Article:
Enjoy the clear skies and fresh powder in the mountains while you can Californians, because another “atmospheric river” is on the way next week, with additional storms lined up behind it.
Following more than a week of heavy rain and snow that flooded rural towns and roads, cut off mountain passes and ski resorts and contributed to at least four deaths, forecasters say there’s no sign that the momentum for the state’s wettest year in recent memory is slowing.
“Atmospheric rivers happen every year. And for whatever reason, they have been missing California for the last several years,” said Tom Dang, a National Weather Service meteorologist in Sacramento. “And they are just aimed at us one right after another this year.”
Communities are only beginning to recover from the most current series of storms, but another atmospheric river — a warm weather pattern that dumps lots of rain but snow only at the highest elevations — is expected by Wednesday.
“Taking any kind of action to be prepared is better than taking no action and just thinking about it,” said Brad Alexander, spokesman for the California Office of Emergency Services. “If people were impacted by these last storms … they need to quickly get their emergency plans together. This last one is proof that you need to have one right in front of you.”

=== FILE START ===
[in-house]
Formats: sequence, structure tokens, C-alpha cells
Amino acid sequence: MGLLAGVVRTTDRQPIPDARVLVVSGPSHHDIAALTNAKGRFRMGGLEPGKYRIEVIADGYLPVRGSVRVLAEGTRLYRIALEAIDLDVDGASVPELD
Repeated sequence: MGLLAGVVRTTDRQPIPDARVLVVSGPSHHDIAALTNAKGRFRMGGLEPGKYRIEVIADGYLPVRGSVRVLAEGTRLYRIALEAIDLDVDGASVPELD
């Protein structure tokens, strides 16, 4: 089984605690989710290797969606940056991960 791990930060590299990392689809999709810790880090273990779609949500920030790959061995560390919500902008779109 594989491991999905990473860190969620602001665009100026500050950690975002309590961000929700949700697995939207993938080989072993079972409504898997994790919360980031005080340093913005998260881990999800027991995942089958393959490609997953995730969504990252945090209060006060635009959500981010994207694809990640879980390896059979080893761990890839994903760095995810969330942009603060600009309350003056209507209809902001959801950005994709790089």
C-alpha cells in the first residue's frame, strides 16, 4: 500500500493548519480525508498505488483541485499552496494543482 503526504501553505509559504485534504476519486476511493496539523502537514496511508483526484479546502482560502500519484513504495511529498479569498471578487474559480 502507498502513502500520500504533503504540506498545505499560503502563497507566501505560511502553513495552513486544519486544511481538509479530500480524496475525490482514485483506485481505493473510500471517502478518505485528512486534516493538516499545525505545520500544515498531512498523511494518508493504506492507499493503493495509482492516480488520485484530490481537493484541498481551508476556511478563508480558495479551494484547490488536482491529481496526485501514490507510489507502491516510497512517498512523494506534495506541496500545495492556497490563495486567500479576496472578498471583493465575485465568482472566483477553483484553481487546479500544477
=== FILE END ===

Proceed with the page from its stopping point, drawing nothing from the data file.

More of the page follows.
At least 20 towns, cities and counties have declared states of emergency as a result of the most recent set of storms, Alexander said. Some communities in the northern Sierra Nevada were left without power for more than a day after tree branches weighed down by snow snapped and took out power lines with them.
Rural residents in the Napa and Sacramento valleys were flooded out of their homes when heavy rain and snowmelt overwhelmed local rivers.
Major highways that were damaged by rock- and mudslides or flooded may be eligible for federal aid, Alexander said. State officials are going door to door to assess the damage but will have their work slowed by next week’s storms.
“It would be like one major fire series happening right after another major fire series,” Alexander said.
But with the biggest storm in a decade under their belt, Californians may be better prepared for what’s in store next week, forecasters and public safety officials say.
The massive bed of snow across the Sierra Nevada — which was at 163% of its historical average Friday with nearly 20 feet of snow accumulated at Mammoth Mountain — will act like a sponge for the upcoming rain, limiting the runoff that flooded foothill and valley communities this week.
The atmospheric river could bring as much rain as this most recent storm but is moving at a faster clip, said Shane Snyder, a National Weather Service meteorologist in Reno. Another storm is lined up behind it, but it’s too early to tell how big or cold it will be.
California’s water year — which runs from Oct. 1 to Sept. 30 — started off remarkably, with four times October’s average rainfall, according to the Department of Water Resources. Though November lagged behind, storms in the last two months have helped the northern half of the state bounce back from years of drought.
According to the U.S. Drought Monitor’s report released Thursday, more than 40% of California is out of drought conditions, all of it in the northern half of the state. Southern California’s conditions have also improved, but it would take at least another year of above-average rainfall to replenish reservoirs and groundwater basins, officials said.
Southern California could receive up to 2 inches of rain with next week’s storms, forecasters say.